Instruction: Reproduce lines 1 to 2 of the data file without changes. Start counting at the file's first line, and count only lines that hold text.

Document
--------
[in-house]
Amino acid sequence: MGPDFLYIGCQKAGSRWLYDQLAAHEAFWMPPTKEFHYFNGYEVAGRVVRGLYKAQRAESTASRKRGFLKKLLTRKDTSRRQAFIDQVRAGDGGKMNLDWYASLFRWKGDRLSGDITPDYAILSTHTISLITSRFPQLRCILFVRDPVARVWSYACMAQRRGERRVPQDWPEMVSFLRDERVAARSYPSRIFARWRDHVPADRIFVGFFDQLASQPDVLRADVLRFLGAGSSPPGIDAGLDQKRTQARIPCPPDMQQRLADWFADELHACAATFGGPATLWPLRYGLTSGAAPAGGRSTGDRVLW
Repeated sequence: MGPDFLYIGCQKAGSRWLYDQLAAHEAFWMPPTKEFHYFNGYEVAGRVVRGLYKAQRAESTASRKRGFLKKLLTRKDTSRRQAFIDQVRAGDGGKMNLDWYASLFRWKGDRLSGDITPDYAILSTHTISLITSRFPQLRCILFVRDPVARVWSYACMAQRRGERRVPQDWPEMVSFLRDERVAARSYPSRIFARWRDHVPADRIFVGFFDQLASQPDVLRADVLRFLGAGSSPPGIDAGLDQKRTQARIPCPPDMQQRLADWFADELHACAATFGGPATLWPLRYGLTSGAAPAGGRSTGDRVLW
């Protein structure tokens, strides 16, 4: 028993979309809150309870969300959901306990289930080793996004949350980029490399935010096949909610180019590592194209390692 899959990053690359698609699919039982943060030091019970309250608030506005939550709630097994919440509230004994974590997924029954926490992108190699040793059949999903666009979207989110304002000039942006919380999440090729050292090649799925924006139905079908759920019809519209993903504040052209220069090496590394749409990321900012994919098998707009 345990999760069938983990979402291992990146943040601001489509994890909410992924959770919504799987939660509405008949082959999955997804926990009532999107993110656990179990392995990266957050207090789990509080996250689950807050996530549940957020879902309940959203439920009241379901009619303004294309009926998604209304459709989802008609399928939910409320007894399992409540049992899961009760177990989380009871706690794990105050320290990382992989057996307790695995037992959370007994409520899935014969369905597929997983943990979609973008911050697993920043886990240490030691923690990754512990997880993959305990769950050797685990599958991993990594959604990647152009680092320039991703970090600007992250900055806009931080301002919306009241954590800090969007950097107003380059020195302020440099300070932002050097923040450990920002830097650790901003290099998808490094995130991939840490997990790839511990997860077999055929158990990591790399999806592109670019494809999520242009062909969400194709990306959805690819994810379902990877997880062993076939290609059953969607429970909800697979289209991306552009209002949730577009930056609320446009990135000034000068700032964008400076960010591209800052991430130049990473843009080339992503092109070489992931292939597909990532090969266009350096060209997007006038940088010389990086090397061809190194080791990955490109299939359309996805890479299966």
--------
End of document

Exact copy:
[in-house]
Amino acid sequence: MGPDFLYIGCQKAGSRWLYDQLAAHEAFWMPPTKEFHYFNGYEVAGRVVRGLYKAQRAESTASRKRGFLKKLLTRKDTSRRQAFIDQVRAGDGGKMNLDWYASLFRWKGDRLSGDITPDYAILSTHTISLITSRFPQLRCILFVRDPVARVWSYACMAQRRGERRVPQDWPEMVSFLRDERVAARSYPSRIFARWRDHVPADRIFVGFFDQLASQPDVLRADVLRFLGAGSSPPGIDAGLDQKRTQARIPCPPDMQQRLADWFADELHACAATFGGPATLWPLRYGLTSGAAPAGGRSTGDRVLW